• Integration. The efficiency and performance of any IoT solution will often depend on the connectors that enable applications to collect and analyse the data and engage in two way communication with the remote sensors where necessary.

The fact that technology is rapidly evolving and the relevant industry players are still changing means that future flexibility is also something that businesses need to focus on. Most large technology businesses have an established approach to the market and, while the first wave of solutions may well be focused on a particular application, businesses should invest wisely to ensure that the same sensor network and data infrastructure can be deployed to take on multiple applications.

The IoT has great potential to generate new sources of revenue, improve efficiencies and allow businesses to both increase profits and cut costs. While it is the internet-enabled products that catch the eye, it is longer term investment in the underlying technology infrastructure itself that is now required and which will ultimately pay dividends. The easy, media-friendly pin-up for the IoT may be the Internet-enabled refrigerator, but the reality is that the average consumer will replace his or her fridge no more than once per decade – and, most likely, not for improved functionality, just to keep the milk cold.


Apart from humble consumers who might soon start to see practical changes to their daily lives as a result of the IoT, a range of companies in different sectors have already targeted the IoT as a driver of future sales.

If the trajectory of the IoT proceeds in the same way as other disruptive technology developments, the initial winners seem likely to be providers of infrastructure and data centre capacity, as well as microchip designers. Existing businesses with a strong data security element ought to have a key role in the IoT.

Companies that tailor their products to harness IoT capabilities and build in the key elements identified above will be the initial front-runners: so, for example, semiconductors need to continue to evolve in terms of size and power draw as well as enabling functionality to improve connectivity between sensor devices and the cloud, and the continued addition of new devices; infrastructure providers need to integrate their products for maximum flexibility while still ensuring significant levels of data security.

Consumer product manufacturers are perhaps the most obvious potential beneficiaries of the IoT as long as they can devise and roll-out IoT-enabled products whose functionality consumers want to pay for. But if history teaches us anything, it may be that, just as software giants became more valuable than the hardware sellers that capitalized on the first wave of the computing revolution decades ago (Microsoft vs IBM, anyone?), the long-term winners are less likely to be today's major consumer product brands and more likely to be the companies that master and monetize the data to create entirely new markets.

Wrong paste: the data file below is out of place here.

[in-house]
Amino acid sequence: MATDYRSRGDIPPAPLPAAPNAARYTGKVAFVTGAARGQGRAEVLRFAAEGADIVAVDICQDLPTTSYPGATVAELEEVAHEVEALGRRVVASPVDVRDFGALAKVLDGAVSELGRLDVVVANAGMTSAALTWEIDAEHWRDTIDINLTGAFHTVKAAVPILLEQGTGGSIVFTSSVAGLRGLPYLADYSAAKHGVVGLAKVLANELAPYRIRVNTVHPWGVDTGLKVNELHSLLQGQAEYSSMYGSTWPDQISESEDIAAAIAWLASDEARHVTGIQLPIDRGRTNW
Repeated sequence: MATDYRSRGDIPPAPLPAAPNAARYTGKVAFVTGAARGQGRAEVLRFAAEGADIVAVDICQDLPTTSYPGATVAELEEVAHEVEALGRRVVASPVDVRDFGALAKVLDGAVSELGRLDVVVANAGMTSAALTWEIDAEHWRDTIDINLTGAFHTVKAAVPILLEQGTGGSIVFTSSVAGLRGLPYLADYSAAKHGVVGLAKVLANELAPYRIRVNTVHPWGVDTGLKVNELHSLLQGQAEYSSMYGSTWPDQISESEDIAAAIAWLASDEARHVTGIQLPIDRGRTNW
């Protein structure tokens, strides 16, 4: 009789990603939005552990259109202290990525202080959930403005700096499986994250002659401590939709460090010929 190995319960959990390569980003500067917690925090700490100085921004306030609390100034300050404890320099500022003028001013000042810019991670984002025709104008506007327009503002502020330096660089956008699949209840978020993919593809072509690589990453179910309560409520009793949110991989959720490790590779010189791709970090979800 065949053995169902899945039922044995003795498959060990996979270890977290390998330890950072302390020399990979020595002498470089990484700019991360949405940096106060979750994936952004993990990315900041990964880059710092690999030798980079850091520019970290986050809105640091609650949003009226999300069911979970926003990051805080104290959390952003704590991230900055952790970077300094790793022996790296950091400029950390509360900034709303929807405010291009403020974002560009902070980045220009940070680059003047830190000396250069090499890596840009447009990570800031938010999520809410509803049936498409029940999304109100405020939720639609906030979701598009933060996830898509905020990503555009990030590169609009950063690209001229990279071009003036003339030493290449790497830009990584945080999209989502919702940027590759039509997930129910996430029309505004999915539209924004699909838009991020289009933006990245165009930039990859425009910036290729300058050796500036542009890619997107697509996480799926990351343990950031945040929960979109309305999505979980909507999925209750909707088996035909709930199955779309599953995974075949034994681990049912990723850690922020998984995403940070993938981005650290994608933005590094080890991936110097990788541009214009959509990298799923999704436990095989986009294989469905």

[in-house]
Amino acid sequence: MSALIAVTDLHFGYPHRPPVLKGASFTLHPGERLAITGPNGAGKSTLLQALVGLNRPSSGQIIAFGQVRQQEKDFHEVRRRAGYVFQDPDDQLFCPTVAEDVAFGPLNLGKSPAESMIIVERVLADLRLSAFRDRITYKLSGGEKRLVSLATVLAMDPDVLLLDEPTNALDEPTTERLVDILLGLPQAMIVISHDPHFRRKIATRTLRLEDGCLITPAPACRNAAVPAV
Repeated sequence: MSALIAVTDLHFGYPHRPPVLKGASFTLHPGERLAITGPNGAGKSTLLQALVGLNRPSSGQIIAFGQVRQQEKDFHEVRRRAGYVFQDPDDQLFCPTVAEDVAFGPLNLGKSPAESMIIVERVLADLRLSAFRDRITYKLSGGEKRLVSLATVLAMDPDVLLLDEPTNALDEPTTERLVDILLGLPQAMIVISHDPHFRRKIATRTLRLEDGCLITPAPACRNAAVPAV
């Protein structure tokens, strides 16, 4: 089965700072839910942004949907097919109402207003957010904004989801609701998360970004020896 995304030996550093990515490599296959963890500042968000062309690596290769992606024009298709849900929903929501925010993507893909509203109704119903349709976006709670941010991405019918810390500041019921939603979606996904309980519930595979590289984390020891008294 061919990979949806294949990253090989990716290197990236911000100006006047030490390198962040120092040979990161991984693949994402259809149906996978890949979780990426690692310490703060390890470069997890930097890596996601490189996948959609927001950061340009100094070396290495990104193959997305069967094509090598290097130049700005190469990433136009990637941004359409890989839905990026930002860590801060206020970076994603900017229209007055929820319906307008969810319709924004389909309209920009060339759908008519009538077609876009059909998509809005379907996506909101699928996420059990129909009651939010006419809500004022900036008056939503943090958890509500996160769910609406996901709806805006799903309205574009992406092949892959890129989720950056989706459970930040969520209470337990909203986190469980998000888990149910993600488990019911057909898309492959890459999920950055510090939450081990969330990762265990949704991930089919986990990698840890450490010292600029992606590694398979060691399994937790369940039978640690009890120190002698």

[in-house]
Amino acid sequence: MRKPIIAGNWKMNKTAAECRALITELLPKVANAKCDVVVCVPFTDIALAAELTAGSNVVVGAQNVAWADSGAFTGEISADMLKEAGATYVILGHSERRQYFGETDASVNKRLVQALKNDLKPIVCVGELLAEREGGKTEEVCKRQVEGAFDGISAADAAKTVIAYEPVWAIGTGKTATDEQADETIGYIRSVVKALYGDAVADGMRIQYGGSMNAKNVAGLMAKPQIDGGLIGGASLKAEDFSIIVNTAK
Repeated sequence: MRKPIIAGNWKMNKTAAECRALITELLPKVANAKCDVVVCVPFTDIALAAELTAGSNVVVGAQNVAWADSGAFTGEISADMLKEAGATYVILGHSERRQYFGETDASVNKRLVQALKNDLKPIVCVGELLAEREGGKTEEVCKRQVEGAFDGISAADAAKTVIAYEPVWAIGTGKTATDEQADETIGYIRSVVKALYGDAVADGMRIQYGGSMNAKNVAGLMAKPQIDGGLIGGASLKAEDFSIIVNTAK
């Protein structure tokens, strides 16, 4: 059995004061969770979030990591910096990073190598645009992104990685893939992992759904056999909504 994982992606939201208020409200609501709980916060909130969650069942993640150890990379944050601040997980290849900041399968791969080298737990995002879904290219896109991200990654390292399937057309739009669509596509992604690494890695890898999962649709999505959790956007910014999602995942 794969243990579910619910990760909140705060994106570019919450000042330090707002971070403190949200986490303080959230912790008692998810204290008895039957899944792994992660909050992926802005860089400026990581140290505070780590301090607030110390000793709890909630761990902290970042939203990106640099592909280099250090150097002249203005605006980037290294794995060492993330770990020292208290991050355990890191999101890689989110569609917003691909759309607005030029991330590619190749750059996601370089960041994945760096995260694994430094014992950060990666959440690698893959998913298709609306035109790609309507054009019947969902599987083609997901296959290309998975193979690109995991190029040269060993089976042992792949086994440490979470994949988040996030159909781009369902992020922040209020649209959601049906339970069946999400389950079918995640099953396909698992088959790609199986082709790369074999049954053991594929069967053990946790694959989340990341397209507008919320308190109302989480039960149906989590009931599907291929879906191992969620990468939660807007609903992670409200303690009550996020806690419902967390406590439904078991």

Indeed, Google's $3.2 billion purchase of connected thermostat producer Nest in January 2014 shows that the real market for IoT may take shape in ways that we cannot yet anticipate. That acquisition was less about a cool thermostat and more about disrupting the entire energy supply industry. If the Google and Nest combination can develop a product that proactively saves its users money on their home energy bills by juggling user and utility interaction and harnessing usage data, that puts Google in a strong position to continue its disintermediation efforts into a whole new sector.


The opportunities of the IoT are great, but so are the challenges. The combination of technologies and data multiply the potential legal and regulatory issues.

In a follow-up Alert, we will assess the legal and regulatory factors that will affect the development and growth of IoT technology and help to shape the markets that such technology will create.



2 For more on telematics, see our June 2013 Alert Monitoring Your Own Behaviour – Guidance for Insurers on the Use of Telematics

Because of the generality of this update, the information provided herein may not be applicable in all situations and should not be acted upon without specific legal advice based on particular situations.

© Morrison & Foerster LLP. All rights reserved

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D. Reed Freeman, Jr.
Alistair Maughan